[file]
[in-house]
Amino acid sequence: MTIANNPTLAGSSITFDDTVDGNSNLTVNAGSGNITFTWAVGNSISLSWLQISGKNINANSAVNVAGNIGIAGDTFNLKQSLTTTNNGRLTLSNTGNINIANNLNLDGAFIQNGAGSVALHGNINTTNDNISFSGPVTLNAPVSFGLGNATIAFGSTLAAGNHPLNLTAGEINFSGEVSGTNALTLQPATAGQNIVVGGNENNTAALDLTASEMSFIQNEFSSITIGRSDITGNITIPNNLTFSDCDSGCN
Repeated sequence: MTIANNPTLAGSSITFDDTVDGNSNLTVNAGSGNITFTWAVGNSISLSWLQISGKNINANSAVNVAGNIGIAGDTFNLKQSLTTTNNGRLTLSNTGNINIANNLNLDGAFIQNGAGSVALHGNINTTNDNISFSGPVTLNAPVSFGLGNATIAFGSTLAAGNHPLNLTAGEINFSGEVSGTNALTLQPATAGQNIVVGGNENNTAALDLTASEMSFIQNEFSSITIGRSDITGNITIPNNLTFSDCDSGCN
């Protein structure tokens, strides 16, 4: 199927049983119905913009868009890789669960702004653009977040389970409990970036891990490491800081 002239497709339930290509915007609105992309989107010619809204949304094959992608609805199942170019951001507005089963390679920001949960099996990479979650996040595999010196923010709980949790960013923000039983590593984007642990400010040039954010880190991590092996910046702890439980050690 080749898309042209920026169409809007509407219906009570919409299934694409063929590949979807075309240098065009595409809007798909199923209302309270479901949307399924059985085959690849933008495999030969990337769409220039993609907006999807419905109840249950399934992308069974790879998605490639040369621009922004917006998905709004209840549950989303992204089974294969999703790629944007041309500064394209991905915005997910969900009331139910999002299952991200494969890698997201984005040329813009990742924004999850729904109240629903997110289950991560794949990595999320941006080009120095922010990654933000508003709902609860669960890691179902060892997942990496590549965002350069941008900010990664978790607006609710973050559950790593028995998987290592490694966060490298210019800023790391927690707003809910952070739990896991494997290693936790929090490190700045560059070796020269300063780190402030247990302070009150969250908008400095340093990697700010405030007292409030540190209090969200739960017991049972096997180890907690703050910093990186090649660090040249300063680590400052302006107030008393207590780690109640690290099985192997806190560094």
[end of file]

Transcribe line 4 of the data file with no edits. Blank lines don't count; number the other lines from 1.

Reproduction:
């Protein structure tokens, strides 16, 4: 199927049983119905913009868009890789669960702004653009977040389970409990970036891990490491800081 002239497709339930290509915007609105992309989107010619809204949304094959992608609805199942170019951001507005089963390679920001949960099996990479979650996040595999010196923010709980949790960013923000039983590593984007642990400010040039954010880190991590092996910046702890439980050690 080749898309042209920026169409809007509407219906009570919409299934694409063929590949979807075309240098065009595409809007798909199923209302309270479901949307399924059985085959690849933008495999030969990337769409220039993609907006999807419905109840249950399934992308069974790879998605490639040369621009922004917006998905709004209840549950989303992204089974294969999703790629944007041309500064394209991905915005997910969900009331139910999002299952991200494969890698997201984005040329813009990742924004999850729904109240629903997110289950991560794949990595999320941006080009120095922010990654933000508003709902609860669960890691179902060892997942990496590549965002350069941008900010990664978790607006609710973050559950790593028995998987290592490694966060490298210019800023790391927690707003809910952070739990896991494997290693936790929090490190700045560059070796020269300063780190402030247990302070009150969250908008400095340093990697700010405030007292409030540190209090969200739960017991049972096997180890907690703050910093990186090649660090040249300063680590400052302006107030008393207590780690109640690290099985192997806190560094």